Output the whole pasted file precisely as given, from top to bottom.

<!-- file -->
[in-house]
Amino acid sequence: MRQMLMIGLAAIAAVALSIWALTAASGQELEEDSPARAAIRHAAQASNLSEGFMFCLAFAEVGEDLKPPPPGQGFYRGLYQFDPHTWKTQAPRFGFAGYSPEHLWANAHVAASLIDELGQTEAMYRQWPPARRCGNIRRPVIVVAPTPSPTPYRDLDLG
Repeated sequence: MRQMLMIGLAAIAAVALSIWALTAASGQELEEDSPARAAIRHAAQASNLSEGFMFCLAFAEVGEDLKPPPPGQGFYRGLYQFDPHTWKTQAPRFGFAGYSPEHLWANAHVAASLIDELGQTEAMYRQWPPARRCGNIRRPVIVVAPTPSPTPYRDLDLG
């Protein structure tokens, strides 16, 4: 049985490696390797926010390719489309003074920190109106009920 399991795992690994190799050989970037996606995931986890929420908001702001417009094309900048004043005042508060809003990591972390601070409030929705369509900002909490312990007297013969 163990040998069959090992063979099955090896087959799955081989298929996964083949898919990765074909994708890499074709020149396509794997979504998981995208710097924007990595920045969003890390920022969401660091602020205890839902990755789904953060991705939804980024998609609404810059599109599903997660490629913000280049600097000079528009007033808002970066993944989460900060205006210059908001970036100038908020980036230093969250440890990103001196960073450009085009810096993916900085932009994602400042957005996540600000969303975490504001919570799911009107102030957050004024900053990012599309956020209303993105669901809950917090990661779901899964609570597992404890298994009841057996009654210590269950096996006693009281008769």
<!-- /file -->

[in-house]
Amino acid sequence: MRQMLMIGLAAIAAVALSIWALTAASGQELEEDSPARAAIRHAAQASNLSEGFMFCLAFAEVGEDLKPPPPGQGFYRGLYQFDPHTWKTQAPRFGFAGYSPEHLWANAHVAASLIDELGQTEAMYRQWPPARRCGNIRRPVIVVAPTPSPTPYRDLDLG
Repeated sequence: MRQMLMIGLAAIAAVALSIWALTAASGQELEEDSPARAAIRHAAQASNLSEGFMFCLAFAEVGEDLKPPPPGQGFYRGLYQFDPHTWKTQAPRFGFAGYSPEHLWANAHVAASLIDELGQTEAMYRQWPPARRCGNIRRPVIVVAPTPSPTPYRDLDLG
């Protein structure tokens, strides 16, 4: 049985490696390797926010390719489309003074920190109106009920 399991795992690994190799050989970037996606995931986890929420908001702001417009094309900048004043005042508060809003990591972390601070409030929705369509900002909490312990007297013969 163990040998069959090992063979099955090896087959799955081989298929996964083949898919990765074909994708890499074709020149396509794997979504998981995208710097924007990595920045969003890390920022969401660091602020205890839902990755789904953060991705939804980024998609609404810059599109599903997660490629913000280049600097000079528009007033808002970066993944989460900060205006210059908001970036100038908020980036230093969250440890990103001196960073450009085009810096993916900085932009994602400042957005996540600000969303975490504001919570799911009107102030957050004024900053990012599309956020209303993105669901809950917090990661779901899964609570597992404890298994009841057996009654210590269950096996006693009281008769």